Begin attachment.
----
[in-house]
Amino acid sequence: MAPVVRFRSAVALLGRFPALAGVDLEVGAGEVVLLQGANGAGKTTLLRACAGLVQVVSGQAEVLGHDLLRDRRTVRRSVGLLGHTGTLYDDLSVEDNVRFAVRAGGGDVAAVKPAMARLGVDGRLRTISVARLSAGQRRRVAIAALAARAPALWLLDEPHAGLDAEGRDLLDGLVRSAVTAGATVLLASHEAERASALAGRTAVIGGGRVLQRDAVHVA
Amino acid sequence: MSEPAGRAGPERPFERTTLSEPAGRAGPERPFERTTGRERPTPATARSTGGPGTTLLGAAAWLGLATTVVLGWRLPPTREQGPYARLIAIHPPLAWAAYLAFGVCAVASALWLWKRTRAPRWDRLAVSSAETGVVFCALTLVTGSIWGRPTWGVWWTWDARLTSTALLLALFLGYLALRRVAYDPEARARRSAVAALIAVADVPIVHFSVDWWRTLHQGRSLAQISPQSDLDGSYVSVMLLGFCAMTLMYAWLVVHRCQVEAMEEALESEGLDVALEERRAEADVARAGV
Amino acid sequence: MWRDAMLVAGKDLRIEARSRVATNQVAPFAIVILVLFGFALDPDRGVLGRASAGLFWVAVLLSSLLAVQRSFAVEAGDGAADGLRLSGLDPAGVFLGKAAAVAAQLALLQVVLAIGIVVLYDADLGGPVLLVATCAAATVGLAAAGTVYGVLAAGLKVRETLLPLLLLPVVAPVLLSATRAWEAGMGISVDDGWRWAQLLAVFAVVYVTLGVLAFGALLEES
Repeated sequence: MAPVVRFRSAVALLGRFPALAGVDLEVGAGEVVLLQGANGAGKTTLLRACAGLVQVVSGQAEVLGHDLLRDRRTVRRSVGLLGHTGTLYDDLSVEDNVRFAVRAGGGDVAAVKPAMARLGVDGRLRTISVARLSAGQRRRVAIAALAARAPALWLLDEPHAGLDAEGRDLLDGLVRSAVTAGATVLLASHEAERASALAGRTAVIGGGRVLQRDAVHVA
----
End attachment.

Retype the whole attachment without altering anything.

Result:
[in-house]
Amino acid sequence: MAPVVRFRSAVALLGRFPALAGVDLEVGAGEVVLLQGANGAGKTTLLRACAGLVQVVSGQAEVLGHDLLRDRRTVRRSVGLLGHTGTLYDDLSVEDNVRFAVRAGGGDVAAVKPAMARLGVDGRLRTISVARLSAGQRRRVAIAALAARAPALWLLDEPHAGLDAEGRDLLDGLVRSAVTAGATVLLASHEAERASALAGRTAVIGGGRVLQRDAVHVA
Amino acid sequence: MSEPAGRAGPERPFERTTLSEPAGRAGPERPFERTTGRERPTPATARSTGGPGTTLLGAAAWLGLATTVVLGWRLPPTREQGPYARLIAIHPPLAWAAYLAFGVCAVASALWLWKRTRAPRWDRLAVSSAETGVVFCALTLVTGSIWGRPTWGVWWTWDARLTSTALLLALFLGYLALRRVAYDPEARARRSAVAALIAVADVPIVHFSVDWWRTLHQGRSLAQISPQSDLDGSYVSVMLLGFCAMTLMYAWLVVHRCQVEAMEEALESEGLDVALEERRAEADVARAGV
Amino acid sequence: MWRDAMLVAGKDLRIEARSRVATNQVAPFAIVILVLFGFALDPDRGVLGRASAGLFWVAVLLSSLLAVQRSFAVEAGDGAADGLRLSGLDPAGVFLGKAAAVAAQLALLQVVLAIGIVVLYDADLGGPVLLVATCAAATVGLAAAGTVYGVLAAGLKVRETLLPLLLLPVVAPVLLSATRAWEAGMGISVDDGWRWAQLLAVFAVVYVTLGVLAFGALLEES
Repeated sequence: MAPVVRFRSAVALLGRFPALAGVDLEVGAGEVVLLQGANGAGKTTLLRACAGLVQVVSGQAEVLGHDLLRDRRTVRRSVGLLGHTGTLYDDLSVEDNVRFAVRAGGGDVAAVKPAMARLGVDGRLRTISVARLSAGQRRRVAIAALAARAPALWLLDEPHAGLDAEGRDLLDGLVRSAVTAGATVLLASHEAERASALAGRTAVIGGGRVLQRDAVHVA